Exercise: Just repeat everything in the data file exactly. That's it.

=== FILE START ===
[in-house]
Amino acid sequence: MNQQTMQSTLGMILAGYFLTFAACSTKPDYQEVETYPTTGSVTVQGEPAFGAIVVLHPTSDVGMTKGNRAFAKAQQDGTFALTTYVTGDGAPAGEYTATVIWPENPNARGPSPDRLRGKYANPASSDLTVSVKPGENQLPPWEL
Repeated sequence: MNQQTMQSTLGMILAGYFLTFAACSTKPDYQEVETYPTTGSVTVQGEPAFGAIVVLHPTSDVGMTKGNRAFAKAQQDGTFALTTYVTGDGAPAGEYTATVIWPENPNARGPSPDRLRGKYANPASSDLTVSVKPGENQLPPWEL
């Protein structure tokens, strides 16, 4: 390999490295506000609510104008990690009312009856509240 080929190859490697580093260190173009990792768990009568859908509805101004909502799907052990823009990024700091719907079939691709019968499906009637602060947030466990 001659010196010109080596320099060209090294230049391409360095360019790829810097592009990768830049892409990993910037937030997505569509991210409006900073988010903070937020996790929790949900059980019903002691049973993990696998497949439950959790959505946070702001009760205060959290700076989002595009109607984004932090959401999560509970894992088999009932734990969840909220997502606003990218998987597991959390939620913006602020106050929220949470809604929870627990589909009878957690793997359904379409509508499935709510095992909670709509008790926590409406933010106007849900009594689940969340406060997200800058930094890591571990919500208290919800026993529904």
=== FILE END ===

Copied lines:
[in-house]
Amino acid sequence: MNQQTMQSTLGMILAGYFLTFAACSTKPDYQEVETYPTTGSVTVQGEPAFGAIVVLHPTSDVGMTKGNRAFAKAQQDGTFALTTYVTGDGAPAGEYTATVIWPENPNARGPSPDRLRGKYANPASSDLTVSVKPGENQLPPWEL
Repeated sequence: MNQQTMQSTLGMILAGYFLTFAACSTKPDYQEVETYPTTGSVTVQGEPAFGAIVVLHPTSDVGMTKGNRAFAKAQQDGTFALTTYVTGDGAPAGEYTATVIWPENPNARGPSPDRLRGKYANPASSDLTVSVKPGENQLPPWEL
């Protein structure tokens, strides 16, 4: 390999490295506000609510104008990690009312009856509240 080929190859490697580093260190173009990792768990009568859908509805101004909502799907052990823009990024700091719907079939691709019968499906009637602060947030466990 001659010196010109080596320099060209090294230049391409360095360019790829810097592009990768830049892409990993910037937030997505569509991210409006900073988010903070937020996790929790949900059980019903002691049973993990696998497949439950959790959505946070702001009760205060959290700076989002595009109607984004932090959401999560509970894992088999009932734990969840909220997502606003990218998987597991959390939620913006602020106050929220949470809604929870627990589909009878957690793997359904379409509508499935709510095992909670709509008790926590409406933010106007849900009594689940969340406060997200800058930094890591571990919500208290919800026993529904």